How common are sports injuries or injuries from overuse?
Each year, 1.35 million children are seen in emergency rooms for sports-related injuries, according to Safe Kids Worldwide.
Common injuries include sprains and strains, growth plate injuries (injuries that involve the tissue at the end of long bones), repetitive motion injuries and heat-related illnesses.
More serious injuries include concussions and other head injuries.
What can be done?
Prevention and proper training is key. Here are a few tips:
- Enroll your child in organized sports through schools or community clubs with recreation areas that are properly maintained.
- Organized sports or activities usually have coaches or dedicated staff members who have demonstrated a commitment to preventing injuries. Make sure coaches, staff or instructors are trained in first aid and CPR and have a plan for responding to emergencies.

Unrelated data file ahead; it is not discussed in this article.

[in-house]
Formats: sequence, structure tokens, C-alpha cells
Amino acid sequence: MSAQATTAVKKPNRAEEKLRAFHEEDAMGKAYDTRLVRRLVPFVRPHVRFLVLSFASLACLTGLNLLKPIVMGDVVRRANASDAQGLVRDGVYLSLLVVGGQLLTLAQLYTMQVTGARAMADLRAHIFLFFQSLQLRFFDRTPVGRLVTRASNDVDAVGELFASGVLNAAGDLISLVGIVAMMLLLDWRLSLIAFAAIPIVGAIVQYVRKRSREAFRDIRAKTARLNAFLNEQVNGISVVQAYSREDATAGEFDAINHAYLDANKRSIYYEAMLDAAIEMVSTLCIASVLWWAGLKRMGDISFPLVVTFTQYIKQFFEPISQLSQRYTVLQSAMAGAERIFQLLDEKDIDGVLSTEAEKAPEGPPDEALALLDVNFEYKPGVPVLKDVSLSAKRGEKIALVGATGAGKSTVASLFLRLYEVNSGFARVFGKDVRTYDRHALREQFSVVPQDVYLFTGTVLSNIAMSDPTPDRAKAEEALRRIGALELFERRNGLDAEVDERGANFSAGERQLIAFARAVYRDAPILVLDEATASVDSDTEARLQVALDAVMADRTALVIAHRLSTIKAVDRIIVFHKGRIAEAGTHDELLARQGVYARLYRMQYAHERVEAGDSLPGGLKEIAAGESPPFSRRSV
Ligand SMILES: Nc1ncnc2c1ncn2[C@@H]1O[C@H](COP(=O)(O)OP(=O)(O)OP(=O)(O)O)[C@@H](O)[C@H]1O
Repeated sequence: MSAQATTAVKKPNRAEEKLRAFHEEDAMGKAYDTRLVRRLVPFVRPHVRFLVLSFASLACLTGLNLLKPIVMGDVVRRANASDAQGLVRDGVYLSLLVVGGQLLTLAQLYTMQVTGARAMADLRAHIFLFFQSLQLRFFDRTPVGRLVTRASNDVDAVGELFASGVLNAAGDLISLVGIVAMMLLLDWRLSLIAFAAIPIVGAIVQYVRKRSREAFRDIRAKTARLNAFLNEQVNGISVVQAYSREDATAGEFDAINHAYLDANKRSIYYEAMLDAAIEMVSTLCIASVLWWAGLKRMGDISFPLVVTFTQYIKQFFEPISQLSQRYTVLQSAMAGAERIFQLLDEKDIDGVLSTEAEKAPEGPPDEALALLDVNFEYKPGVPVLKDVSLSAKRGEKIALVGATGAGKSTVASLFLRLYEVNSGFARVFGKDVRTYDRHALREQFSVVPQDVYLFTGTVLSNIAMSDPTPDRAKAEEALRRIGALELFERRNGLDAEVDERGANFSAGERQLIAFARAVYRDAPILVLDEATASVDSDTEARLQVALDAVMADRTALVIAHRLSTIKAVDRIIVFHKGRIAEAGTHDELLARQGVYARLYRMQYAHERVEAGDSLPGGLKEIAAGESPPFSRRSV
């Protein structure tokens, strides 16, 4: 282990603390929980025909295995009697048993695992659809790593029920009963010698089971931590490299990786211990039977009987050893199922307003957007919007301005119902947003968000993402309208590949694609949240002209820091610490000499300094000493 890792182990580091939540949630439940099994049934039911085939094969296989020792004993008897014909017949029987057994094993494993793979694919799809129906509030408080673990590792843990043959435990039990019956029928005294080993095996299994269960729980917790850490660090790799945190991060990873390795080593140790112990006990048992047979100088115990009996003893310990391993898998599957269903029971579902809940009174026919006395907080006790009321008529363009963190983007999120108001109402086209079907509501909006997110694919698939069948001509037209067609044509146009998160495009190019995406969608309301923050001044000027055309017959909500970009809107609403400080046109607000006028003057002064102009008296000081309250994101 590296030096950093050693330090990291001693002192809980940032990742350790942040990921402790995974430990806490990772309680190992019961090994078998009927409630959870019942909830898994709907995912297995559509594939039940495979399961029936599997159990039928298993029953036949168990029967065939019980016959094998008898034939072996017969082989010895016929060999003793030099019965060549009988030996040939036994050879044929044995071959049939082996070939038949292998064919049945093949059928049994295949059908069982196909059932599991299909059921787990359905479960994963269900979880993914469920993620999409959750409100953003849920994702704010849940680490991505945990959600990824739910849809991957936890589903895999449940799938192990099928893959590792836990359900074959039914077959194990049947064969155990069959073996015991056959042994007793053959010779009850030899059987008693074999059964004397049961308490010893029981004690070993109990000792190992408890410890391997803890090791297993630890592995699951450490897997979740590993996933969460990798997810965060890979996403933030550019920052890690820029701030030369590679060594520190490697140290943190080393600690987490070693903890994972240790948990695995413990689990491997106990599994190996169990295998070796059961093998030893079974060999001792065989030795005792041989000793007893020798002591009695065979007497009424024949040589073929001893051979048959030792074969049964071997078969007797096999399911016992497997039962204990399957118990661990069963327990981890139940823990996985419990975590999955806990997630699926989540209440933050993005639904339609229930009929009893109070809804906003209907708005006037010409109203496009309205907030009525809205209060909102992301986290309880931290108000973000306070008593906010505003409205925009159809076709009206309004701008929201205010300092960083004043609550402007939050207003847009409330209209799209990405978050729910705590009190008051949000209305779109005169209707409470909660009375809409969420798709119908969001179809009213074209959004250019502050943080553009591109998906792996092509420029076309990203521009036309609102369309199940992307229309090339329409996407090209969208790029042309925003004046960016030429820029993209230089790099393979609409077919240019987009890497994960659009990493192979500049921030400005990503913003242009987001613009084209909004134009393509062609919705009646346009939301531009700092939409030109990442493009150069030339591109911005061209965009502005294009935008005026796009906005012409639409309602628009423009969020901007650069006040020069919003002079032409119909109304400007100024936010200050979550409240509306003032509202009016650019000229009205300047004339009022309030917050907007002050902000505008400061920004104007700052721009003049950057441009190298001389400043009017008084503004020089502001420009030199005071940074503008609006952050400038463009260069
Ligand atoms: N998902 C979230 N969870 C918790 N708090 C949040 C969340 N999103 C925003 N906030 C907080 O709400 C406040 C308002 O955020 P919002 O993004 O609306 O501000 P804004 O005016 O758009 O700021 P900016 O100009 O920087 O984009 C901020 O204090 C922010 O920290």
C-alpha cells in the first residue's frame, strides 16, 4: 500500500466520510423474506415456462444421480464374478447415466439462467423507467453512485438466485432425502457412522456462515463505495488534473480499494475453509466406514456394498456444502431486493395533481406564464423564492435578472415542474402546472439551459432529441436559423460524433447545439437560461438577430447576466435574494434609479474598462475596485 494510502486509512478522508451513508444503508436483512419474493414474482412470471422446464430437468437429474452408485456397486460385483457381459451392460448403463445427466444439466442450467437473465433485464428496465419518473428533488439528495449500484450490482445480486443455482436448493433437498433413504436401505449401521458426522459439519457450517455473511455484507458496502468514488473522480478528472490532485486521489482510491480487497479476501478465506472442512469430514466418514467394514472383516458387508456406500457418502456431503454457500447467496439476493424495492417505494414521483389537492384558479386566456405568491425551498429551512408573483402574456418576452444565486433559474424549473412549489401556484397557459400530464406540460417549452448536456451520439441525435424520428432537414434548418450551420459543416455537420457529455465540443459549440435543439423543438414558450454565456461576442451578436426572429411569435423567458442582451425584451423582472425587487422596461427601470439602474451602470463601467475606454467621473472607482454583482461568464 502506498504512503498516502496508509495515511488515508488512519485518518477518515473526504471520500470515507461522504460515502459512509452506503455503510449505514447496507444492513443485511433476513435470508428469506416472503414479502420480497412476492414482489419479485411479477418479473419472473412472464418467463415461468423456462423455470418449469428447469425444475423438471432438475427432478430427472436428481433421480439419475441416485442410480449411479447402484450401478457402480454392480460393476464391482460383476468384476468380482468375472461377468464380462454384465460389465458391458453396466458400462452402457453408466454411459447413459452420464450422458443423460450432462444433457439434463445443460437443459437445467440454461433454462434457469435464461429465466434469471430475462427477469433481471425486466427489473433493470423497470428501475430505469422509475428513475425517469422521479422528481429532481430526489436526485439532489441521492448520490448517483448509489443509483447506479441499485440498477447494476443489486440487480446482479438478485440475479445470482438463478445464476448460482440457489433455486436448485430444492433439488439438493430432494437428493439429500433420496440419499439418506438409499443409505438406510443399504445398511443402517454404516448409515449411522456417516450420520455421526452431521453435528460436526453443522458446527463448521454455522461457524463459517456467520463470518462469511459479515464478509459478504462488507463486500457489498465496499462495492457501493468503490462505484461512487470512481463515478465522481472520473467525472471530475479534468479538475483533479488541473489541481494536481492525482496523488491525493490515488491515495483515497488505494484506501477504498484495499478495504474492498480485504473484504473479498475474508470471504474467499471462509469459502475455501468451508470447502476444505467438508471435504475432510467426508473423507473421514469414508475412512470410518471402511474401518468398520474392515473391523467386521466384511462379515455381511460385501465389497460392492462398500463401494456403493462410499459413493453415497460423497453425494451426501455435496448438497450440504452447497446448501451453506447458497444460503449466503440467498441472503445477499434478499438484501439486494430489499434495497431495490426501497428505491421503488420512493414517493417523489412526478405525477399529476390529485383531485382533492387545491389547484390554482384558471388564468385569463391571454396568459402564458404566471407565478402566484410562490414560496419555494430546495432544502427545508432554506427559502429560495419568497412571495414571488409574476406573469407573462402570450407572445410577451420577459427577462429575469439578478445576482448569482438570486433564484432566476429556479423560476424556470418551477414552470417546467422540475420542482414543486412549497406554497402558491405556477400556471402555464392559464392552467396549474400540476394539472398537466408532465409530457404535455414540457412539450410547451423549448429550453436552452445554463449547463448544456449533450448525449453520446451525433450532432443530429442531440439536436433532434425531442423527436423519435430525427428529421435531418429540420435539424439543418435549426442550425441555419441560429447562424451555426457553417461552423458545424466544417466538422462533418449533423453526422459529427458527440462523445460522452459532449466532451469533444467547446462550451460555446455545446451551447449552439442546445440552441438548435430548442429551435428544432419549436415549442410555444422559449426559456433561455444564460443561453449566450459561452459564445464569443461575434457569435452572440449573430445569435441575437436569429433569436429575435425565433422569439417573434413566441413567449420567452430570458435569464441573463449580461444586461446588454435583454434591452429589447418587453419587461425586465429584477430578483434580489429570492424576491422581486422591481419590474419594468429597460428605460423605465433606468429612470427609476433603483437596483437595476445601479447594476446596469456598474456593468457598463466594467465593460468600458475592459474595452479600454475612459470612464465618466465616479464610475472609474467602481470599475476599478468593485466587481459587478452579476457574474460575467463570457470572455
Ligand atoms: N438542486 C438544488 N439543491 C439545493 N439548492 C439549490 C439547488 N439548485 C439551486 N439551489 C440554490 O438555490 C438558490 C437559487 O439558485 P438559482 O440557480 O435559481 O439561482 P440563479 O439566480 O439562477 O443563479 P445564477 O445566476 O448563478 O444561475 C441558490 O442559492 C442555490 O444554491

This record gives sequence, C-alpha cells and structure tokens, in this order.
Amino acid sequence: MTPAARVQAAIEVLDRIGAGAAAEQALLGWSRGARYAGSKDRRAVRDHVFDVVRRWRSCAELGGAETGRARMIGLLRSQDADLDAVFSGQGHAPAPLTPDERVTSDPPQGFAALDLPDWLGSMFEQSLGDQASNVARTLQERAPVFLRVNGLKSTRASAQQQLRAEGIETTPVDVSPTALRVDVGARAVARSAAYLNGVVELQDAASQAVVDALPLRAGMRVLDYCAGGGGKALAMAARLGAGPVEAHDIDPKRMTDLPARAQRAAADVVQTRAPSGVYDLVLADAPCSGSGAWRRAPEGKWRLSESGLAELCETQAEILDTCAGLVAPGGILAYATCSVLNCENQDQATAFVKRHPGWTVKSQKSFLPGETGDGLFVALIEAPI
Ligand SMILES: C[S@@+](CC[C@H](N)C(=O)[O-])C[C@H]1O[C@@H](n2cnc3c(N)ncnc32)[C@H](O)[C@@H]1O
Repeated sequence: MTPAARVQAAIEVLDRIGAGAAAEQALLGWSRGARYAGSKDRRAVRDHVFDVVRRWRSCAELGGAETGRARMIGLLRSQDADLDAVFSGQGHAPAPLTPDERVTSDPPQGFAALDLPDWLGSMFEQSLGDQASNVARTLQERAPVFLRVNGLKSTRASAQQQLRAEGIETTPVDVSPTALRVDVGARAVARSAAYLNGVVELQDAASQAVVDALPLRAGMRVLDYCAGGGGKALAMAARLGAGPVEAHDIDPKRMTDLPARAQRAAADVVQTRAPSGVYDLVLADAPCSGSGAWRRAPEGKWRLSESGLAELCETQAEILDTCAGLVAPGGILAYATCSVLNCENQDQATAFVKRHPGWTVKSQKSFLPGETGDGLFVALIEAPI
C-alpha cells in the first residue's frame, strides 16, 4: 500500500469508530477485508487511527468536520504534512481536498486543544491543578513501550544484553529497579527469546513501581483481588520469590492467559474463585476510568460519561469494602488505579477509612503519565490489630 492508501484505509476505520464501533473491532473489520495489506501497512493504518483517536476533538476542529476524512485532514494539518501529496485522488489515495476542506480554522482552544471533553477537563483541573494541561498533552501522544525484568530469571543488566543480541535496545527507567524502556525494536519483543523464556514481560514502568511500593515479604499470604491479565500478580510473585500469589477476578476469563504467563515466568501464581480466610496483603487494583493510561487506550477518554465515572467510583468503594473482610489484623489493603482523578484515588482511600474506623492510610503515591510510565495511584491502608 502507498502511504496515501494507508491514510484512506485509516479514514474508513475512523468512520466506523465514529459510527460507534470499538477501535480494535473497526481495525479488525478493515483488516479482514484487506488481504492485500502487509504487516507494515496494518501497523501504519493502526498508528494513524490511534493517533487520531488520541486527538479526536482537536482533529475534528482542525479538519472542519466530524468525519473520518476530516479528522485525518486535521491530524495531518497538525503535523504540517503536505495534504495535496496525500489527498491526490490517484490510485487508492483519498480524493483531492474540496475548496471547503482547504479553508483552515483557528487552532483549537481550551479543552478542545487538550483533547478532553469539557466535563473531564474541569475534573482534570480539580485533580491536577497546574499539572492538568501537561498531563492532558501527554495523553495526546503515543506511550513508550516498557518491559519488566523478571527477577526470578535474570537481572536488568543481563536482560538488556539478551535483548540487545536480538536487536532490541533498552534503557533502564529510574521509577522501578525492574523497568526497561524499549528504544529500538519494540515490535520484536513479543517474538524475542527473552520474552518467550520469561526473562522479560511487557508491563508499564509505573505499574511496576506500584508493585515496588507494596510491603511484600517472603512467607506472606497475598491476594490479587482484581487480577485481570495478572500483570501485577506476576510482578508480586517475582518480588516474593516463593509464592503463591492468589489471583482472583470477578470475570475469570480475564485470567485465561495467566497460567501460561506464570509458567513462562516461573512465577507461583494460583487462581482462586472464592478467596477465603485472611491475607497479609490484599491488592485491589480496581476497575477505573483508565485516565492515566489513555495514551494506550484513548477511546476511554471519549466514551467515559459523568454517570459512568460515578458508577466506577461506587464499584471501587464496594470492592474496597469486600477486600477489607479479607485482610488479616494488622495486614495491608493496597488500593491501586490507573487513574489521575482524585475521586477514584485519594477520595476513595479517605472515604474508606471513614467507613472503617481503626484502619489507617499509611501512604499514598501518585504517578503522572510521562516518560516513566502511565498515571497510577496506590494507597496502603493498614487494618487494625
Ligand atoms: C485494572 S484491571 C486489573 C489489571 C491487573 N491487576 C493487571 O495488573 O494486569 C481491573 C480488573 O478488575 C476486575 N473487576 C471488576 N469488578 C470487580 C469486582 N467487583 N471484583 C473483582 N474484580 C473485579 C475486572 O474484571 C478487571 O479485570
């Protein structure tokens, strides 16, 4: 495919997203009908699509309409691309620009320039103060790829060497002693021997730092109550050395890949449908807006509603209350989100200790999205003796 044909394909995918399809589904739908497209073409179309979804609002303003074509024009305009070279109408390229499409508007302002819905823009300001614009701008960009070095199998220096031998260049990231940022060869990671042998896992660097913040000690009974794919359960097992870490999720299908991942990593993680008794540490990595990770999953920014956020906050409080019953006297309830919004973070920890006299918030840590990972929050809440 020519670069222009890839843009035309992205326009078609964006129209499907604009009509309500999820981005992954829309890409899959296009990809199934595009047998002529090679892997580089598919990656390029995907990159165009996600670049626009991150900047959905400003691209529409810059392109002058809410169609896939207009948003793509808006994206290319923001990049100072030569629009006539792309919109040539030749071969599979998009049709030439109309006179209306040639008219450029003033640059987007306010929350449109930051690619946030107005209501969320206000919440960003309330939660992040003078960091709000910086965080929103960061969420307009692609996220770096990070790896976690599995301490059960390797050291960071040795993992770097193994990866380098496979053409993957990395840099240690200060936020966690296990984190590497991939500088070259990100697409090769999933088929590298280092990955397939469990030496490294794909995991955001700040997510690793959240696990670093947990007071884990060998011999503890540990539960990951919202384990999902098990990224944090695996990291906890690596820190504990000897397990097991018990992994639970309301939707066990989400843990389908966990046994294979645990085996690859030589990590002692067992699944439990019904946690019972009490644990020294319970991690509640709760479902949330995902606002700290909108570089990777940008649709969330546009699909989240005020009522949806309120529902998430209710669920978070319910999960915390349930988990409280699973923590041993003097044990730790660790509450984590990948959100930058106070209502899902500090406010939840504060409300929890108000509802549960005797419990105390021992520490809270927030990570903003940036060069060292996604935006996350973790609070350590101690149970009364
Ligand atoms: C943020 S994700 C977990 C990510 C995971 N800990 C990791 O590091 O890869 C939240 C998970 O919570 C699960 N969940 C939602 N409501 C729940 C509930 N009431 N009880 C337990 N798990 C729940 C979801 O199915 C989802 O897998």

- Coaches and instructors should be well versed in the proper use of equipment and should enforce rules on equipment use.
- Make sure your child has — and consistently uses — proper gear for his or her chosen sport or activity. This can help reduce the chances of being injured.
- Help them learn and follow safety rules and guidelines for their sport.
- Encourage your child to properly train for their sport or activity by following guidelines, rather than taking shortcuts or trying to use the sport to get them into shape too quickly.
What can be done to treat a sports injury or strain?
Treatments vary for sports-related injuries, based on the type of injury. For sprains or strains, remember RICE, or rest, ice, compression and elevation.
For more serious injuries such as a head injury, fracture or dislocation of a joint, or ongoing pain or swelling, seek medical attention right away.
Sources: www.aap.org, www.niams.nih.gov